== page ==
When we get closer to nature -be it untouched wilderness or a backyard tree-we do our overstressed brains a favor. – David Strayer
Our minds have become busier than ever before. We are constantly bombarded with facts and pseudo-facts, rumors, and news. The modern world we live in forces us to be switched on all the time, which can be quite detrimental to our health. We often feel overwhelmed, confused, and fed up.
You probably know what I’m talking about – that feeling of cotton wool inside your head. A kind of brain fog that makes even the simplest activities hard to perform. Nowadays, we are more tired, forgetful, and preoccupied with needless worries over the same old issues without having a break. However, the capacity of our minds to concentrate is limited, and overdoing it inevitably results in physical and mental (attention) fatigue.
Let’s do a small experiment: take a flashlight and point it at a wall. If you walk towards it holding the flashlight, the light will contract. The closer you get, the more concentrated the light beam will be. Once you come to an inch from the wall, the beam of light will become a tight, bright circle.
Our attention is a lot like this light beam. We can either focus it intensely on something or relax it, allowing it to diffuse. According to one research into various types of attention, it was established that some kinds of attention could tire our brains and contribute to rising stress, anxiety, and other health issues. On the other hand, activities that soften and broaden our attention can reinvigorate our brains and promote cognitive and psychological well-being.
Whenever we direct our attention on something, it requires effort. Even more, an effort is needed when we deal with distractions or a boring subject. As the aforementioned research points out, our attention can wear out, and when that happens, a lot can go wrong. For example, our ability to concentrate declines, as well as our willpower and decision-making abilities. Attention fatigue can also cause stress and burnout.
The bustling urban environment in which we live, multitasking, loud noises, distractions, and poor sleep also promote attention fatigue. Contrary to this, some activities can reinvigorate our brains in a way that supports directed attention, and one of the most effective of these is spending time in nature.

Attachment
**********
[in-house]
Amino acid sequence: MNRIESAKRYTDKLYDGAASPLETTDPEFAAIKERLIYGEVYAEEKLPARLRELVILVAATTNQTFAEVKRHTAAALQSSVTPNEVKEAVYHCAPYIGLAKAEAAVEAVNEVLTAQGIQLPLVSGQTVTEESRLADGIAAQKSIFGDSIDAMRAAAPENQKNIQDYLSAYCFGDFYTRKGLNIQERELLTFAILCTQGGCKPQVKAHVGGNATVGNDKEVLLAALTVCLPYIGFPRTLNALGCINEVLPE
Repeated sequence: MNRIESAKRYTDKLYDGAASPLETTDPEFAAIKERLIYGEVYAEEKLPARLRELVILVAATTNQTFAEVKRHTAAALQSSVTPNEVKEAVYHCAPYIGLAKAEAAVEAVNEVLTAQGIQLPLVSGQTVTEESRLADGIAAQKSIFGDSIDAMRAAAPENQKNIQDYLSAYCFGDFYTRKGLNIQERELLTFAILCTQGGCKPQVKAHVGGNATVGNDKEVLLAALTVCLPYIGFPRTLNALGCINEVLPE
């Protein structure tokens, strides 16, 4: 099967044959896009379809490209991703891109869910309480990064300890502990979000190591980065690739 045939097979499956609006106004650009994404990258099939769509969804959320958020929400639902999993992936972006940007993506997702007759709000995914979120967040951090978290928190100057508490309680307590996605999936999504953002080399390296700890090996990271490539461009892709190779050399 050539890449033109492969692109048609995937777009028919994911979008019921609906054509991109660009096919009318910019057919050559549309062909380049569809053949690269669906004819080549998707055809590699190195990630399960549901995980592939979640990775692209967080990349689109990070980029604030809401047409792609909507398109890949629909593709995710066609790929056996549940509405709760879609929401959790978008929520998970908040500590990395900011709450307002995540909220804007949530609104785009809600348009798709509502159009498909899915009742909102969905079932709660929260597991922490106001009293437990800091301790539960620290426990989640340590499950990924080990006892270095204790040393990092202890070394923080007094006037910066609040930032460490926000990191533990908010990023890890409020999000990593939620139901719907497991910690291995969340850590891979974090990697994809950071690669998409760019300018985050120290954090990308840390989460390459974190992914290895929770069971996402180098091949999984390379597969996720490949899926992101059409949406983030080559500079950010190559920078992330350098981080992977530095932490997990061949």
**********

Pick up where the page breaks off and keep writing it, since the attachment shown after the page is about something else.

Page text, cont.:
According to one study, what makes the natural environment so restorative is the mix of attracting involuntary attention softly and at the same time limiting the need for directed attention. Nature seems to hit that sweet spot. This state is called soft fascination.
Soft fascination can be defined as attention held by a less active or stimulating activity that provides the opportunity to reflect and introspect. Soft fascination involves reflection and allows sense-making, contrary to hard fascination, which is focused on tasks, entertainment, and reducing boredom.
The idea behind soft fascination is that our minds require moments of downtime when our attention is softly focused (for instance, during meditation or spending time outdoors) rather than intensely focused while draining mental energy, such as working hard to meet a deadline or vigorously exercising.
When we practice soft fascination in nature, we allow ourselves to pause, and by spending time in such a restorative environment, we unconsciously invite new ideas, opportunities, solutions, healing, and alignment with something much bigger than us.
We invite things to come to us instead of chasing them with effort. It is a state of kindness, compassion, and wisdom, which goes far beyond the brainy intelligence of the state of intense focus. Although hard fascination may bring us effectivity, soft fascination brings us efficiency, helping us reach the desired outcome without wasting our time, energy, or resources. This state is more intuitive and aligned with our heart and soul.
Experiencing the state of effortless attention can happen in a number of ways – walking in the woods, hiking along a trail, sitting in the park, or by a stream watching water spilling and tumbling over rocks. The experience of being in nature alone is transformative and can cause our emotional state to be uplifted and our mental balance restored.
The restorative power of the natural environment is not something that was discovered recently. While it may be something new to scientists, philosophers, writers, and poets have had the knowledge of this for a long time. Frank Lloyd Wright famously said: ‘Study nature, love nature, stay close to nature. It will never fail you.’ Maxime Lagace said: ‘By discovering nature, you discover yourself.’ pointing out to nature’s ability to make us refocus on ourselves. Henry David Thoreau wrote: ‘I think that I cannot preserve my health and spirits unless I spend four hours a day at least sauntering through the woods and over the hills and fields, absolutely free from all worldly engagements.’ They certainly were onto something.
Nowadays, so many outside influences are keeping us indoors, away from the therapeutic powers of nature. Escaping the modern world and daily pressures to enjoy nature, if only for a couple of minutes, is vital for our physical and mental health and can give us the much-needed boost to show up in our daily lives. Therefore, put your shoes on and go outside to ground yourself, recalibrate, and emotionally reset. In other words, answer the call of nature and enjoy!